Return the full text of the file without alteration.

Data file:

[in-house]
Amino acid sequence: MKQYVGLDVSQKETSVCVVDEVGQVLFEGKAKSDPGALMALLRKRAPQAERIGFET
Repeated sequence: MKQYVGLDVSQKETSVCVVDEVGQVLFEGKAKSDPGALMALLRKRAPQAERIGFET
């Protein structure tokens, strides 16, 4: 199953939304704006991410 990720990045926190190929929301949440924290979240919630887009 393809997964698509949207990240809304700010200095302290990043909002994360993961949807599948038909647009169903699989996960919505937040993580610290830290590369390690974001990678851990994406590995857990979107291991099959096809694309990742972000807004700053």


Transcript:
[in-house]
Amino acid sequence: MKQYVGLDVSQKETSVCVVDEVGQVLFEGKAKSDPGALMALLRKRAPQAERIGFET
Repeated sequence: MKQYVGLDVSQKETSVCVVDEVGQVLFEGKAKSDPGALMALLRKRAPQAERIGFET
């Protein structure tokens, strides 16, 4: 199953939304704006991410 990720990045926190190929929301949440924290979240919630887009 393809997964698509949207990240809304700010200095302290990043909002994360993961949807599948038909647009169903699989996960919505937040993580610290830290590369390690974001990678851990994406590995857990979107291991099959096809694309990742972000807004700053």